26 city/31 hwy

Trax

 

 

 

 

FWD

1.4 turbo 4 cyl.

26 city/31 hwy

 

AWD

1.4 turbo 4 cyl.

24 city/29 hwy

Transmission

The HR-V has a standard continuously variable transmission (CVT). With no “steps” between gears, it can keep the engine at the most efficient speed for fuel economy, or keep it at its peak horsepower indefinitely for maximum acceleration. The Trax doesn’t offer a CVT.

Brakes and Stopping

The Honda HR-V has standard four-wheel disc brakes for better stopping power and improved directional control in poor weather. Rear drums are standard on the Trax. Drums can heat up and make stops longer, especially with antilock brakes that work much harder than conventional brakes.

The HR-V stops shorter than the Trax:

 

HR-V

Trax

 

60 to 0 MPH (Wet)

139 feet

141 feet

Consumer Reports

Tires and Wheels

For better traction, the HR-V has larger tires than the Trax (215/55R17 vs. 205/70R16).

The HR-V’s tires provide better handling because they have a lower 55 series profile (height to width ratio) that provides a stiffer sidewall than the Trax’s standard 70 series tires.

For better ride, handling and brake cooling the HR-V has standard 17-inch wheels. Smaller 16-inch wheels are standard on the Trax.

Suspension and Handling

The HR-V AWD has front and rear stabilizer bars, which help keep the HR-V AWD flat and controlled during cornering. The Trax’s suspension doesn’t offer a rear stabilizer bar.

For a smoother ride and more stable handling, the HR-V’s wheelbase is 2.2 inches longer than on the Trax (102.8 inches vs. 100.6 inches).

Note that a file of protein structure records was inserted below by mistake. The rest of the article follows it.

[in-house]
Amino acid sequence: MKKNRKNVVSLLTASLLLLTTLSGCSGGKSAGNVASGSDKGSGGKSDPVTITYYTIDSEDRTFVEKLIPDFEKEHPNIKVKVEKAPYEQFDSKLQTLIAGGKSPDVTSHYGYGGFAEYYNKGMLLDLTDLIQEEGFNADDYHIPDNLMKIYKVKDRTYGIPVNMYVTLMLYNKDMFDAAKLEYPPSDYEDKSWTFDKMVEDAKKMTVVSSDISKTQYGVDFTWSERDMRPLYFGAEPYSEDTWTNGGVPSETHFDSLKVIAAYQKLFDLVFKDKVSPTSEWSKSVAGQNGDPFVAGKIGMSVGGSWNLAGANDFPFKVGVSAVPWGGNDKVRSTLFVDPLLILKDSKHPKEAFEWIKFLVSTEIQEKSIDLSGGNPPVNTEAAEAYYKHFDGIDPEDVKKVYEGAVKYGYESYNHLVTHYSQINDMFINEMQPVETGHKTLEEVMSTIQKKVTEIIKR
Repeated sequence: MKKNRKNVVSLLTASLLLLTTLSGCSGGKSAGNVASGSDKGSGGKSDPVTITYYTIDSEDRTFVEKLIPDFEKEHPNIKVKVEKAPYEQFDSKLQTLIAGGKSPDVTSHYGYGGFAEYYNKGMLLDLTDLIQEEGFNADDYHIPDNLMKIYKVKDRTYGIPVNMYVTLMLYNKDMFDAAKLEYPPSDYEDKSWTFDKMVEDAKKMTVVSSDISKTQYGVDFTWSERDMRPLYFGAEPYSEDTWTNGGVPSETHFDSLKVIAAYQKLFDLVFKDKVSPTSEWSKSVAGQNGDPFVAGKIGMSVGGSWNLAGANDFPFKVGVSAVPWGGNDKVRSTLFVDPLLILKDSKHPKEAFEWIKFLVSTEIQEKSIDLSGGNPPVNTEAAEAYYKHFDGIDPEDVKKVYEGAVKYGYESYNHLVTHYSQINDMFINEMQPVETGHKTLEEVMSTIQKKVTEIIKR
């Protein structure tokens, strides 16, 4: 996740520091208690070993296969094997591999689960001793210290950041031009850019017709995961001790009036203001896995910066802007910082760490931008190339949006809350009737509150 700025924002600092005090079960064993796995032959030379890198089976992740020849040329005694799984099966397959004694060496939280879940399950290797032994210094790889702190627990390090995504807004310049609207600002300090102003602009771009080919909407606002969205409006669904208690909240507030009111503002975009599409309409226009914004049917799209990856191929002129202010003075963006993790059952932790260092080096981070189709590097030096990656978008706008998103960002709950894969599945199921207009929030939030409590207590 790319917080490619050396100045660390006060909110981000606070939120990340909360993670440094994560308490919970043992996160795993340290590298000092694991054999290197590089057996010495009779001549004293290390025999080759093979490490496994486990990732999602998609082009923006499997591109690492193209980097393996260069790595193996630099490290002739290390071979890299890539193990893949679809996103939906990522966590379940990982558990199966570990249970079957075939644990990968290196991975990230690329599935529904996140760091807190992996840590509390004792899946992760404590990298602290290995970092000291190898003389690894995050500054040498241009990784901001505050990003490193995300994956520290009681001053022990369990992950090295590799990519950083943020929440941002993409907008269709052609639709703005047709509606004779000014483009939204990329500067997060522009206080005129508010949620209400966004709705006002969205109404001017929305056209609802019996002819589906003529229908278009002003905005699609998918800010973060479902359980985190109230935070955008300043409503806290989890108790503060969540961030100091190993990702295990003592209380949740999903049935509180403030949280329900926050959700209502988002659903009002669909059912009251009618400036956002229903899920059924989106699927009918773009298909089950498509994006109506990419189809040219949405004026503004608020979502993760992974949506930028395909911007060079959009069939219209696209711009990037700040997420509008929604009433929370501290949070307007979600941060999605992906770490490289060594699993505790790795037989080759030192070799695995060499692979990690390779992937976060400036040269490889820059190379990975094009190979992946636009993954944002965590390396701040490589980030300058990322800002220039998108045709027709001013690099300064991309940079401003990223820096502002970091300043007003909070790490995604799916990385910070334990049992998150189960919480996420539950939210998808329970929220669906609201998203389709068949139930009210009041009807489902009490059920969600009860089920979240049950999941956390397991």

The HR-V EX-L AWD handles at .84 G’s, while the Trax LT AWD pulls only .72 G’s of cornering force in a Car and Driver skidpad test.

The HR-V EX executes Motor Trend’s “Figure Eight” maneuver 1.4 seconds quicker than the Trax LT AWD (27.8 seconds @ .61 average G’s vs. 29.2 seconds @ .56 average G’s).

For greater off-road capability the HR-V has greater minimum ground clearance than the Trax (6.7 vs. 6.2 inches), allowing the HR-V to travel over rougher terrain without being stopped or damaged.

Chassis

The HR-V Sport/EX/EX-L/Touring uses computer-generated active noise cancellation to help remove annoying noise and vibration from the passenger compartment, especially at low frequencies. The Trax doesn’t offer active noise cancellation.

As tested by Car and Driver while under full throttle, the interior of the HR-V EX-L AWD is quieter than the Trax LT AWD (76 vs. 78 dB).

Passenger Space

The HR-V has 7.3 cubic feet more passenger volume than the Trax (100.1 vs. 92.8).

The HR-V has .4 inches more front legroom, 1.4 inches more front hip room, 2.7 inches more front shoulder room, 3.6 inches more rear legroom and 1.7 inches more rear shoulder room than the Trax.

For enhanced passenger comfort on long trips the HR-V’s rear seats recline. The Trax’s rear seats don’t recline.

Cargo Capacity

The HR-V has a much larger cargo area with its rear seat up than the Trax with its rear seat up (24.3 vs. 18.7 cubic feet). The HR-V has a much larger cargo area with its rear seat folded than the Trax with its rear seat folded (58.8 vs. 48.4 cubic feet).